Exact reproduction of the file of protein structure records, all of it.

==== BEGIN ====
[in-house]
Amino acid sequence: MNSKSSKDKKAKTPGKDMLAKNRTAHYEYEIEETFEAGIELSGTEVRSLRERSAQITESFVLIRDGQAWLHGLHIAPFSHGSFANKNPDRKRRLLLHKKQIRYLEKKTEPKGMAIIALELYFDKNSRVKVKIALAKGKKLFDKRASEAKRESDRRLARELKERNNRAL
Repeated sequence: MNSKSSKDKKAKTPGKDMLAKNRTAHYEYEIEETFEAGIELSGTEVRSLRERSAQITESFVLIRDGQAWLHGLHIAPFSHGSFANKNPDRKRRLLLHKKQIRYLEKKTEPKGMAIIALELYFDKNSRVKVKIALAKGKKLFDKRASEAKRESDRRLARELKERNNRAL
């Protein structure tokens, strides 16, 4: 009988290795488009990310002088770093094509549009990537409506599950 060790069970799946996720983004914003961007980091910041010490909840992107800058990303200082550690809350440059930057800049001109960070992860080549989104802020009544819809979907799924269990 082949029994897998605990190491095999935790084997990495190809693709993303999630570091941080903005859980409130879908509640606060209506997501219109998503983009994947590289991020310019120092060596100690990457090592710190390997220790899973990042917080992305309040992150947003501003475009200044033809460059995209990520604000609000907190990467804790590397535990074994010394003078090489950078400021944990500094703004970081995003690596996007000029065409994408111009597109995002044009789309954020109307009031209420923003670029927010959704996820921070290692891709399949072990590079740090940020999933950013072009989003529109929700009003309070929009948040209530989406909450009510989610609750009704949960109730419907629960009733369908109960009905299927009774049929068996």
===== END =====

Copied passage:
[in-house]
Amino acid sequence: MNSKSSKDKKAKTPGKDMLAKNRTAHYEYEIEETFEAGIELSGTEVRSLRERSAQITESFVLIRDGQAWLHGLHIAPFSHGSFANKNPDRKRRLLLHKKQIRYLEKKTEPKGMAIIALELYFDKNSRVKVKIALAKGKKLFDKRASEAKRESDRRLARELKERNNRAL
Repeated sequence: MNSKSSKDKKAKTPGKDMLAKNRTAHYEYEIEETFEAGIELSGTEVRSLRERSAQITESFVLIRDGQAWLHGLHIAPFSHGSFANKNPDRKRRLLLHKKQIRYLEKKTEPKGMAIIALELYFDKNSRVKVKIALAKGKKLFDKRASEAKRESDRRLARELKERNNRAL
């Protein structure tokens, strides 16, 4: 009988290795488009990310002088770093094509549009990537409506599950 060790069970799946996720983004914003961007980091910041010490909840992107800058990303200082550690809350440059930057800049001109960070992860080549989104802020009544819809979907799924269990 082949029994897998605990190491095999935790084997990495190809693709993303999630570091941080903005859980409130879908509640606060209506997501219109998503983009994947590289991020310019120092060596100690990457090592710190390997220790899973990042917080992305309040992150947003501003475009200044033809460059995209990520604000609000907190990467804790590397535990074994010394003078090489950078400021944990500094703004970081995003690596996007000029065409994408111009597109995002044009789309954020109307009031209420923003670029927010959704996820921070290692891709399949072990590079740090940020999933950013072009989003529109929700009003309070929009948040209530989406909450009510989610609750009704949960109730419907629960009733369908109960009905299927009774049929068996």